Cyanobacteria, also known as blue-green algae, are single-celled organisms that are naturally found in all types of water. These organisms are similar to plants in the way they rely on sunlight for survival. In relatively small numbers, these organisms are completely harmless. However, when circumstances are right, these cyanobacteria can reproduce rapidly, causing what's known as an algae bloom. Due to modern advancements in agricultural fertilizers and irrigation systems, these blooms are becoming more and more frequent and are to blame for many ecological disasters around the world.
One example of the damage caused by these algae blooms in Lake Okeechobee in Florida. This lake is the third-largest lake in all of the United States and attracts bass fishermen from all over the world. Recently this world-famous bass, along with all other inhabitants of the lake has been dying in huge numbers. This is due to the catastrophic algal blooms that occur annually in this lake. Surrounding Lake Okeechobee is a large number of ranches and farms that use fertilizers with a high concentration of phosphorus. When it rains, as it does a lot in Florida all of these fertilizers get washed away through the soil and inevitably into the Lake. These fertilizers, while great for making crops grow, are absolutely amazing at causing the Cyanobacteria population to grow exponentially. This influx in fertilizer is then paired with the massive amount of sunlight the lake receives all year round to create the perfect environment for this bloom to keep growing. This bloom is alarmingly effective in destroying all underwater life and a lot of terrestrial life through it's two devastating techniques. One of its techniques is fairly straightforward: The cyanobacteria produce one of the most powerful and harmful natural poisons in the world. This toxin can affect humans, dogs, and any other animal that may come in contact with the water. Currently, there are no known remedies for this toxin. The blue-green algae then destroy all underwater life by naturally forming a film across the surface of the water that blocks sunlight from reaching the underwater plants below and consumes a vast amount of oxygen. These underwater plants, which are the main oxygen source for the lake, then die, thus meaning not nearly as much oxygen is being produced in the water. Not only this but the dead plants then get decomposed by bacteria in the water, thus raising the oxygen demand in the lake. With no oxygen producers left to meet this demand, all life forms in the water such as fish that rely on oxygen to survive, die. This process is known as anthropogenic eutrophication.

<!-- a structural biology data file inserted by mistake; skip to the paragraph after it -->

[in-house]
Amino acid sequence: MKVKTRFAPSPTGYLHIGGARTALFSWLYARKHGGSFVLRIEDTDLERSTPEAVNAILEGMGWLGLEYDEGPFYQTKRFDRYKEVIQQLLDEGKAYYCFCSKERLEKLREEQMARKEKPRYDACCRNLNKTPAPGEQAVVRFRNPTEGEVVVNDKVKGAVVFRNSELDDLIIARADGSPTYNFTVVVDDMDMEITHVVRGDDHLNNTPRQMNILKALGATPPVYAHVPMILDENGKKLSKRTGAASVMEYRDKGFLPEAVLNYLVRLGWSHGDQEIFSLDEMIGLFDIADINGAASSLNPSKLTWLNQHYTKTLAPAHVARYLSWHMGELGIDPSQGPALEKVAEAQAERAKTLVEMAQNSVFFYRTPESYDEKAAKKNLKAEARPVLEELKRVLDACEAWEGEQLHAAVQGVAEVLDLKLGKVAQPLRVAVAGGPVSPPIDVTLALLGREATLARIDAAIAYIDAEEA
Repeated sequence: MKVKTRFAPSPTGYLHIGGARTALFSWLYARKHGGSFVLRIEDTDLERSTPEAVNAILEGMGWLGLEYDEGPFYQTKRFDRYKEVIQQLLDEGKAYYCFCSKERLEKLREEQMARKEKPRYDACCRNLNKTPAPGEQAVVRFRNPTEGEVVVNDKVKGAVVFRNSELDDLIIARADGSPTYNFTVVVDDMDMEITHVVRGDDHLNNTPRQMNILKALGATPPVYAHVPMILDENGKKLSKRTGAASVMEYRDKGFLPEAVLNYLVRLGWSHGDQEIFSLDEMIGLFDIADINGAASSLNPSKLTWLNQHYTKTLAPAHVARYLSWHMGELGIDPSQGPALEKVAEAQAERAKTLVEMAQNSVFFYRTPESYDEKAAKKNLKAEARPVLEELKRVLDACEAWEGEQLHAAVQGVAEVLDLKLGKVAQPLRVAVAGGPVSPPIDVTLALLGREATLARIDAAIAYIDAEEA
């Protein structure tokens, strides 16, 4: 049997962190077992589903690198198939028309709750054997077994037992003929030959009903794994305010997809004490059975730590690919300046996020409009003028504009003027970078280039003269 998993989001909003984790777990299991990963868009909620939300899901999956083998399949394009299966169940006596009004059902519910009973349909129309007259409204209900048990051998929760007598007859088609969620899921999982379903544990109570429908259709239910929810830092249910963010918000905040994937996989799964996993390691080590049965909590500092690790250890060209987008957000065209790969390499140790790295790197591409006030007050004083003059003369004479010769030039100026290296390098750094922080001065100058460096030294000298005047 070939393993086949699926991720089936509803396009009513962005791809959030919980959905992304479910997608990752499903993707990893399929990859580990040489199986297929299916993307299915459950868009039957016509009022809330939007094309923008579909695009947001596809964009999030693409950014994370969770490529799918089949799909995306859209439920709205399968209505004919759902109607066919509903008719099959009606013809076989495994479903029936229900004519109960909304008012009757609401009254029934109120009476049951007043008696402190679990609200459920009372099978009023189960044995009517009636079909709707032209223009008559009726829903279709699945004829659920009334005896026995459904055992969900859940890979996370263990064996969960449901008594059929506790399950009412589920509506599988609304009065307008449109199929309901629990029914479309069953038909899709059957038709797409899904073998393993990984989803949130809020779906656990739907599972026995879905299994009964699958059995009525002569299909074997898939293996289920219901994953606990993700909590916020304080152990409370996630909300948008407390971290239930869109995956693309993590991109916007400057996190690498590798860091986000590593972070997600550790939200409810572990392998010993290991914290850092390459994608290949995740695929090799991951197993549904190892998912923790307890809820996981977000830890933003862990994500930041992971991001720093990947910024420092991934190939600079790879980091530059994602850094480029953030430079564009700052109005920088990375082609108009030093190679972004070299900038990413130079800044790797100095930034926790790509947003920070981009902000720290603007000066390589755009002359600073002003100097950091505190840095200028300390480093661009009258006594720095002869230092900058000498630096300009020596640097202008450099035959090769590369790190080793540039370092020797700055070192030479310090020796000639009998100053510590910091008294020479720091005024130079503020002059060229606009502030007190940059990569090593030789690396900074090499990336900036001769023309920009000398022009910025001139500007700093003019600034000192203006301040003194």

Another example of the danger of cyanobacteria comes from the other side of the world, Botswana. As of July 14th this year a total of 280 elephants suddenly died in the span of a couple of months. These elephants were seen to walk in circles and appear dizzy before falling face-first into the ground. The cause of death was a mystery to scientists up until the 11th of October when the Botswana Government confirmed, through tests of the elephant carcasses, that it was in fact due to the toxin produced by cyanobacteria. According to an article written in Interdisciplinary Toxicology, cyanotoxin is produced due to cyanobacteria's ability to form a variety of secondary metabolites, some of which are potent toxins. According to Wiegand and Pflugmacher, these toxins can be categorized as hepatotoxins, neurotoxins, cytotoxins, dermato toxins, and irritant toxins (2005).
With the dangers of this bacteria in mind, it is sad to think that humans are the cause of their mass reproduction. The Florida state government announced in 2001 that they would reduce the amount of phosphorus entering Lake Okeechobee by 70% by 2015. Now in 2020, there is no appreciable change. This means it is up to us, the consumer, to help fight this battle, not only for Okeechobee or Botswana but for ecosystems around the world. If we make the choice to consume organic produce that doesn't use phosphorus heavy chemical fertilizers, producers will be forced to alter their production methods to ones that use organic fertilizers. Us consumers hold complete power over the outcome of this and our preferences are what producers need to meet, it's in our hands. Not only this but you can help raise awareness of this issue by talking about it with friends and family.
Wiegand C, Pflugmacher S. Ecotoxicological effects of selected cyanobacterial secondary metabolites a short review. Toxicology and Applied Pharmacology. 2005;203:201–218.